I applied for law school once, a few years ago but wasn’t accepted. I’ll have to try again. I would be older than the average law student, but that’s okay.

I’m reminded of a story I heard once about a feisty elderly woman who went to law school. A dubious friend reminded her that she would be in her eighties when she got her degree. Her answer was, I’ll be in my eighties anyway. I’m not elderly, but that’s my attitude as well.

Some of the things I want to do won’t be possible until I’ve had a pretty complete recovery from my TBI. But there is one thing I’ve already got underway, something that was in the back of my mind at the time I had a stroke.

I have a friend from my University of Wyoming days who went on after graduation and got a law degree there. He is currently in the Wyoming State House of Representatives. After a recent conversation, he said he would see about getting somebody at the university to award me an honorary master’s degree based on professional and life experience. Although I never studied journalism, I managed to win several journalism awards and fellowships. Getting an honorary master’s would be great since I could avoid the time and expense of working on a credential in a field where I am already distinguished and got lots of professional recognition and awards.

The possibilities excite me now.

Since I was a teenager I’ve had a real fascination with rock music and rock bands from the sixties and seventies. For lots of years, I read everything I could get my hands on about music and bands. My friends have told me my knowledge on the subject is encyclopedic and I should write about it. I’ve been giving some thought to doing just that.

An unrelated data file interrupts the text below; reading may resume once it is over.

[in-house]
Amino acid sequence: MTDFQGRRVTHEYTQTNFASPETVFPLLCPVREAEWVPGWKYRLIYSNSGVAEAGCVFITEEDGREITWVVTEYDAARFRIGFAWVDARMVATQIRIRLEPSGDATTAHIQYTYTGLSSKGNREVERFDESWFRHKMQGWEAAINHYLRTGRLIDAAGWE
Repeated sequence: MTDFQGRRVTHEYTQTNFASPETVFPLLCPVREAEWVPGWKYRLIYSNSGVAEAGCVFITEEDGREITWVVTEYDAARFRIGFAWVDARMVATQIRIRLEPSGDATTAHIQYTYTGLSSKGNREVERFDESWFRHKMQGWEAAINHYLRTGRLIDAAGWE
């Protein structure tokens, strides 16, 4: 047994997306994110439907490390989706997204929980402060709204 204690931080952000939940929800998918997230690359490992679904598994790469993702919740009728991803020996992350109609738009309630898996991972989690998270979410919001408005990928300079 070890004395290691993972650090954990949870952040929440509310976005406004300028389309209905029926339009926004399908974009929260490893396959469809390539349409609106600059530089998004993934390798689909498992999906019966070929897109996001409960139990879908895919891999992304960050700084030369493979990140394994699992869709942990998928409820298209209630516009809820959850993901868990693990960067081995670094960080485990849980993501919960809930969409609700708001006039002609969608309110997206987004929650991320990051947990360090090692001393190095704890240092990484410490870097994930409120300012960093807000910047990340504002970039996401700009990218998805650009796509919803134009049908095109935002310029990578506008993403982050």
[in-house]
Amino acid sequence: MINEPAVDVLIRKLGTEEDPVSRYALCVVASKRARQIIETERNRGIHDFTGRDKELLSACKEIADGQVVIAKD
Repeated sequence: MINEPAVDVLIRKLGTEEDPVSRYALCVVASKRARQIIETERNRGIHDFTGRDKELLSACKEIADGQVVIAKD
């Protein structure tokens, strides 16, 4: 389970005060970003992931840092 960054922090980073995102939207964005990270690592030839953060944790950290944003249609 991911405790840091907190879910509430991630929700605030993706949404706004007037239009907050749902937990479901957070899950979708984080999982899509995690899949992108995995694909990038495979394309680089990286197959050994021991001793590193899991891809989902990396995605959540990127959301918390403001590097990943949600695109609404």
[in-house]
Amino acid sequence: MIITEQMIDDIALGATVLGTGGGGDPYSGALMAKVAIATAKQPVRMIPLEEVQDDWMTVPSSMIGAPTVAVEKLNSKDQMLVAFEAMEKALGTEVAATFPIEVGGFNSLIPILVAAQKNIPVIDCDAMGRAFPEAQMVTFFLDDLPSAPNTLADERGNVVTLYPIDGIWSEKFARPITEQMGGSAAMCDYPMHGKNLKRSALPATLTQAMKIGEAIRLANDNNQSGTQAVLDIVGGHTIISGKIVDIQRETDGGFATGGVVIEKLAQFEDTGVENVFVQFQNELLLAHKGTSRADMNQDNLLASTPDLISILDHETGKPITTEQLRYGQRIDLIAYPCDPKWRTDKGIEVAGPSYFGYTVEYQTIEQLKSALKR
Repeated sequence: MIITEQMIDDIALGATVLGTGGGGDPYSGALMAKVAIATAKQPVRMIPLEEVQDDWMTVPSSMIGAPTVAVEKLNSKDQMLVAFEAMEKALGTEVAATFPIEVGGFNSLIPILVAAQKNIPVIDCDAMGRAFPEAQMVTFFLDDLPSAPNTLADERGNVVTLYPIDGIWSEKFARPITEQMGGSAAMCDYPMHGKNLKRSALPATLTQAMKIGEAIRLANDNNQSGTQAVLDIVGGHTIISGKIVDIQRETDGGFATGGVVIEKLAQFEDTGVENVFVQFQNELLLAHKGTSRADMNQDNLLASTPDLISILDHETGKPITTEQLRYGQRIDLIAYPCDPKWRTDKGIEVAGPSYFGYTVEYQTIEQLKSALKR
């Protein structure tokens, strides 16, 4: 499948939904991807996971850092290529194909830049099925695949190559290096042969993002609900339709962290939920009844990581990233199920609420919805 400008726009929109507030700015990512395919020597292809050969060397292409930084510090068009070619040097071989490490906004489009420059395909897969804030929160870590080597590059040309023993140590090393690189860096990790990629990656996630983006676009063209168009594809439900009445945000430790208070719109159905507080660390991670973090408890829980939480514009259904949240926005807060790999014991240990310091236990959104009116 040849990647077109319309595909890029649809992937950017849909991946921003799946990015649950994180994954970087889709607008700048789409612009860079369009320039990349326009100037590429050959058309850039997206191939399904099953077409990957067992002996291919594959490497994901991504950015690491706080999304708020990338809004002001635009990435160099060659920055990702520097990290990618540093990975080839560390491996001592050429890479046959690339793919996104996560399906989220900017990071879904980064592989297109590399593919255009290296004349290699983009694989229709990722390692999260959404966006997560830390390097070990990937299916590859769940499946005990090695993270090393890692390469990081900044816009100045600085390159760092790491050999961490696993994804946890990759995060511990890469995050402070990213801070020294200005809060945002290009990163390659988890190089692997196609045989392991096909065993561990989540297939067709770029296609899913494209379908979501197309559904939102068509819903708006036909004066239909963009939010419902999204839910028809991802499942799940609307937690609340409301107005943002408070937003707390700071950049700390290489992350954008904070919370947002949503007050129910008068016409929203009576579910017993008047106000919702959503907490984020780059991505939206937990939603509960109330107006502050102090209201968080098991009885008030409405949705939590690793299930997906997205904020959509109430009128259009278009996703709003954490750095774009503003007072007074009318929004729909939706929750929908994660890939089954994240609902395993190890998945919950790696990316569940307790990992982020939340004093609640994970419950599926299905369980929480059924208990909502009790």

Here’s an example: the title and subject for this piece was inspired by Poco’s first album, Pickin’ Up the Pieces. Buffalo Springfield (one of my all-time favorite bands) had fallen apart and the result of that break up turned out to be something new and quite special.

Founding member Richie Furay, along with Jim Messina (brought in to replace bass player Bruce Palmer), were stuck with recorded bits and pieces and decided to proceed and make a finished album. They recruited Rusty Young to play steel guitar on some tracks and completed the album.

The three stayed together, brought in more members and rebuilt Buffalo Springfield as Poco. I believe the album name, Pickin’ Up the Pieces, symbolized what they’d done: picked up the pieces of Springfield and kept on going–kind of like what I see myself doing with my own life.

It turns out that there is another point of relevance between Poco and what I’m going through. Their drummer, who also sings, suffered a stroke onstage in 2004. He has gone through an arduous process of pickin’ up the pieces and got back to the point where he could contribute vocals again.

That’s all for now. Pickin’ up the pieces of my old life and making something new from them will be an ongoing project. I’ll keep you posted.

In the meantime, here’s a little musical inspiration.

Isaac Peterson performing. (courtesy photo).

Isaac Peterson grew up on an Air Force base near Cheyenne, Wyoming. After graduating from the University of Wyoming, he embarked on a career as an award-winning investigative journalist and as a semi-professional musician in the Twin Cities, the place he called home on and off for 35 years. He also doesn’t mind it at all if someone offers to pick up his restaurant tab. Peterson also welcomes reader comments. Email him at